• 5. ETHICAL PHILOSOPHIES • Hedonism represents the “do what feels good” school of thought, and might be used to justify printing explicit photos simply because they are titillating. • Publishing a provocative front page photo simply for the sake of selling newspapers would be an example of hedonism.
  • 6. ETHICAL PHILOSOPHIES • The Golden Mean philosophy concerns compromise. If there is a less intrusive, offensive, or disagreeable photo that still tells the story, that is the better option. The emphasis is on finding middle ground rather than an all-or-nothing approach.
  • 7. ETHICAL PHILOSOPHIES • The Veil of Ignorance asks the photographer or editor to consider how they would feel if they were the subject. If they would not feel good in the subject’s place, it would be better to look for a different image.
  • 8. ETHICAL PHILOSOPHIES • The Golden Rule is sometimes phrased “love thy neighbor as thyself.” • As an ethical philosophy it requires that a photographer or editor treat his subjects as he would treat himself. This, of course, leaves decisions subject to the photographer’s, editor’s, or institution’s ethics.
  • 9. Nick Ut’s “Napalm Girl” photograph, for which he won the Pulitzer Prize in 1972, is not only a shocking indictment of America’s war effort, it contains full frontal nudity of a minor. The ultimate decision to print the photo on the front page of The New York Times must not have been easy. Editors at The Times chose to sacrifice the girl’s privacy, and perhaps to offend their readers in order to present an unflinching picture of the conflict and ultimately to serve the greater good.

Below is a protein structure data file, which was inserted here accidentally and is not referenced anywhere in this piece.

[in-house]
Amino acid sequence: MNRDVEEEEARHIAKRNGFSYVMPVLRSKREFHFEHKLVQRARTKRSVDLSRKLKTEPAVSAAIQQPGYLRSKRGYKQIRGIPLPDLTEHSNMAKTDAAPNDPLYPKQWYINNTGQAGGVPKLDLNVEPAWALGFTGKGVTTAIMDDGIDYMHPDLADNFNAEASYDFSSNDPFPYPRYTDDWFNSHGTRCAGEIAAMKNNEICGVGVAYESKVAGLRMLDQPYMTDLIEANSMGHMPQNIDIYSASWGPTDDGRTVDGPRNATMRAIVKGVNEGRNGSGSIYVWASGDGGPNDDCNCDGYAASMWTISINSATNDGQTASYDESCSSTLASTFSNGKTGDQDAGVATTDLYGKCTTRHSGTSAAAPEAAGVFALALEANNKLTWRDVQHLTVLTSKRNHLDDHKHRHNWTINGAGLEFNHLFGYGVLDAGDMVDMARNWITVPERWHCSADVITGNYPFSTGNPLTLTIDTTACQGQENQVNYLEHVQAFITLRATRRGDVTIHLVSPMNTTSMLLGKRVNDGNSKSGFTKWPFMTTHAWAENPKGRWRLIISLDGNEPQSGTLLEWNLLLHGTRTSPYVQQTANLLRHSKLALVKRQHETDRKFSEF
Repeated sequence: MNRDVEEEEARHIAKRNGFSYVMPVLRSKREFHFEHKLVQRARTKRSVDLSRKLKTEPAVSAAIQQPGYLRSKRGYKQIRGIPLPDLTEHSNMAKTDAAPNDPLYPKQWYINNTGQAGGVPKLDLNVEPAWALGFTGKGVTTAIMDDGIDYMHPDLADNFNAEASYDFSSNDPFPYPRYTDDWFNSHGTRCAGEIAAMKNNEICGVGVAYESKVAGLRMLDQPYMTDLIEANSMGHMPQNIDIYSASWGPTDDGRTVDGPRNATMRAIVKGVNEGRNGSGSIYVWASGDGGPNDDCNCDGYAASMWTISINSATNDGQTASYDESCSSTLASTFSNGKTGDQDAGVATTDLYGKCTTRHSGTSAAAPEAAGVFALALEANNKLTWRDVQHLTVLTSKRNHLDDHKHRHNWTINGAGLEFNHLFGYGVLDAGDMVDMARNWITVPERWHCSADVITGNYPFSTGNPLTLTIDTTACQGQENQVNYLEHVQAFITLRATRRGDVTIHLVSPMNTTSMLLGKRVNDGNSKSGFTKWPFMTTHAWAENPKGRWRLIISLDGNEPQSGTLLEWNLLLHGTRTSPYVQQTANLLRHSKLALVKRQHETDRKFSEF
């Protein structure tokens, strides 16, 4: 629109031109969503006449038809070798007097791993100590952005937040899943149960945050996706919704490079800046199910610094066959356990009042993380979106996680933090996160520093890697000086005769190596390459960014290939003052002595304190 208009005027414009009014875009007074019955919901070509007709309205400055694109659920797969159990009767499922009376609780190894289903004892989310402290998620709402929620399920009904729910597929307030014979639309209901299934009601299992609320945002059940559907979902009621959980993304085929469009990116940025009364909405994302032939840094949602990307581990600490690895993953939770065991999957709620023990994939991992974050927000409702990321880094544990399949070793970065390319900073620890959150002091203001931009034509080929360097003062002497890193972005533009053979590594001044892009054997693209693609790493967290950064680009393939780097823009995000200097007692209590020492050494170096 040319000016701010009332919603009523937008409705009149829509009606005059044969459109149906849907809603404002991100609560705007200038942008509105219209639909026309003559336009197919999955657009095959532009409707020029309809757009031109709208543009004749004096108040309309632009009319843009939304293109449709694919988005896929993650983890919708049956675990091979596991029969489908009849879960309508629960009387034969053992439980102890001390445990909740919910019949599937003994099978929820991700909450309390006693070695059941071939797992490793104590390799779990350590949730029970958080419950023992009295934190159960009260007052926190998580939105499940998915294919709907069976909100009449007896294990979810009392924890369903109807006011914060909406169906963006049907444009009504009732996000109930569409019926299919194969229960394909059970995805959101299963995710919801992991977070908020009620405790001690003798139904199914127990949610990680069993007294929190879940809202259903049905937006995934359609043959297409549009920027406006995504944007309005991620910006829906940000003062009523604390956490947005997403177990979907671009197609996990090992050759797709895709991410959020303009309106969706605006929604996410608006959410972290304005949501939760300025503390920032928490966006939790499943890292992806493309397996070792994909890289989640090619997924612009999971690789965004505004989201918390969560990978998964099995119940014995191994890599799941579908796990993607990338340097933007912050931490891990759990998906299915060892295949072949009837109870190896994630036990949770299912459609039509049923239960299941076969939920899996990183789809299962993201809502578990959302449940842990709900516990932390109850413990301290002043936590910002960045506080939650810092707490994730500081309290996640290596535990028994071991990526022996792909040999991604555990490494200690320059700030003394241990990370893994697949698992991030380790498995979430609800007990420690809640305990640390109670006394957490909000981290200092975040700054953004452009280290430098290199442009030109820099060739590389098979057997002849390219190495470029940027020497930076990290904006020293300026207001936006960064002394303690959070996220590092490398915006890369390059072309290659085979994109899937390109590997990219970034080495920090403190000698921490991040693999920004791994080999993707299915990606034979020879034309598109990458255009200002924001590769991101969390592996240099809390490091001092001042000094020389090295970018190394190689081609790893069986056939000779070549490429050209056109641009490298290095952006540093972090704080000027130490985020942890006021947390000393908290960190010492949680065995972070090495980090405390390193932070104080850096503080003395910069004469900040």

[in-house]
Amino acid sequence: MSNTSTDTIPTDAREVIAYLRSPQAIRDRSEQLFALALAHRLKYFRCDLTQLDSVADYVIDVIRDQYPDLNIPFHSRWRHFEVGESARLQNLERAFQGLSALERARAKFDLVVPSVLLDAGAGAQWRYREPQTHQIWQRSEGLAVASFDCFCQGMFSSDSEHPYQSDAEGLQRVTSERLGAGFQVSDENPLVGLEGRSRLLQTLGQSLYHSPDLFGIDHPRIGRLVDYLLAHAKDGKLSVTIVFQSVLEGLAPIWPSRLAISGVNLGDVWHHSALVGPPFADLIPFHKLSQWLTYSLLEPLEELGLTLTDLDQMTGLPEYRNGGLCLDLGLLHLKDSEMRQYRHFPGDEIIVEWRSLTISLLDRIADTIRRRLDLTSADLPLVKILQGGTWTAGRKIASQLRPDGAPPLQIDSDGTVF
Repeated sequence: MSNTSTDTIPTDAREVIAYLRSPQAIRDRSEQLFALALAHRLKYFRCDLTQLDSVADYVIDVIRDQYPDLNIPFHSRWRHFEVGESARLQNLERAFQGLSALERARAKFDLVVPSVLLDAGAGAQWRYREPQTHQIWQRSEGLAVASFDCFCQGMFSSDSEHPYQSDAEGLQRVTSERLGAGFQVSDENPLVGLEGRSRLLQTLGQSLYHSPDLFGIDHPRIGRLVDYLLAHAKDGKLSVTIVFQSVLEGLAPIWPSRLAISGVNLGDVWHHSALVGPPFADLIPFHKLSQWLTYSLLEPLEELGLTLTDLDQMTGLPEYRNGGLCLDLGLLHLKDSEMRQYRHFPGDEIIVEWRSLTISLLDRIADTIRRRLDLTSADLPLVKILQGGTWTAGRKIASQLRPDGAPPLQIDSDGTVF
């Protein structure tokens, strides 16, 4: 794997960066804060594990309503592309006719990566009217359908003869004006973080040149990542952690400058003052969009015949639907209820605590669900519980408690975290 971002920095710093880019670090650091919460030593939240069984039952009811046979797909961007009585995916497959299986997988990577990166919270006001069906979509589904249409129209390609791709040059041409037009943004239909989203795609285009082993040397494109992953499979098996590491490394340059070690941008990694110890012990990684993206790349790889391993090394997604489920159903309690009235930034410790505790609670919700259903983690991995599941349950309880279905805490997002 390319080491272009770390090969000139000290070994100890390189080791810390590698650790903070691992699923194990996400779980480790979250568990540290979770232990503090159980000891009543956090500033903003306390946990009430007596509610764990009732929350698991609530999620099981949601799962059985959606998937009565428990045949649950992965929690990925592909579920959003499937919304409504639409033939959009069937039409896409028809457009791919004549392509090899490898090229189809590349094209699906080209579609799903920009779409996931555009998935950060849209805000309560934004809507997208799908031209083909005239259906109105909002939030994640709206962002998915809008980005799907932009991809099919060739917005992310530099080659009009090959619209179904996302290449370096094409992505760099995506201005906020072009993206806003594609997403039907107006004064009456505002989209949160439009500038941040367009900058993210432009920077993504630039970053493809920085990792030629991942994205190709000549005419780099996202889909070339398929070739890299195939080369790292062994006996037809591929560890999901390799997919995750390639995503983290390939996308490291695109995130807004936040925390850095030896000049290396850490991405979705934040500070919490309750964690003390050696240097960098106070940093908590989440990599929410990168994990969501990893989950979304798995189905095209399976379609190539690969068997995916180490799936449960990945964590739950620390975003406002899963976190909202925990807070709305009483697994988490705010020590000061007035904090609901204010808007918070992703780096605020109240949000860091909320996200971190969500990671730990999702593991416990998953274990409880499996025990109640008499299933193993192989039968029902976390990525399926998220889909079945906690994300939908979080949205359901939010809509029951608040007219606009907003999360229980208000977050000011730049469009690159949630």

• 10. PRIVACY AND PHOTOJOURNALISM United States law gives subjects of photography some rights as it relates to areas of privacy and security. • Trespassing. This means being on private property without authorization. • Photojournalists need to be careful about going under fences, through doors and generally into areas likely designated as private. • If a facility is open to the public, a photojournalist can go into it “for its designated purpose.” • That means you can go into a shopping mall, hospital, school, restaurant or store. BUT you can’t take pictures—because that’s not its “designated purpose.” • You must seek out permission.
  • 11. GETTING ARRESTED • Many of us have read stories of photojournalists getting arrested for trespassing, interfering with police, or somehow becoming involved in a protest gone violent. • In the United States, however, the law allows fairly wide latitude. • News photographer usually have the legal right to take photos in a public place—whether or not they do it ethically. • Note ethics and law are two separate things!
  • 12. PRIVACY AND LAW ENFORCEMENT • Trespassing laws apply even if a photojournalist accompanies law enforcement. • For example, you may have permission to ride along with a police “party patrol” going to bust minors for underage drinking. • But if you take photos of people drinking on private property, you risk a lawsuit. • Allowing photojournalists to accompany law enforcement has become less common as the lawsuit risk has increased.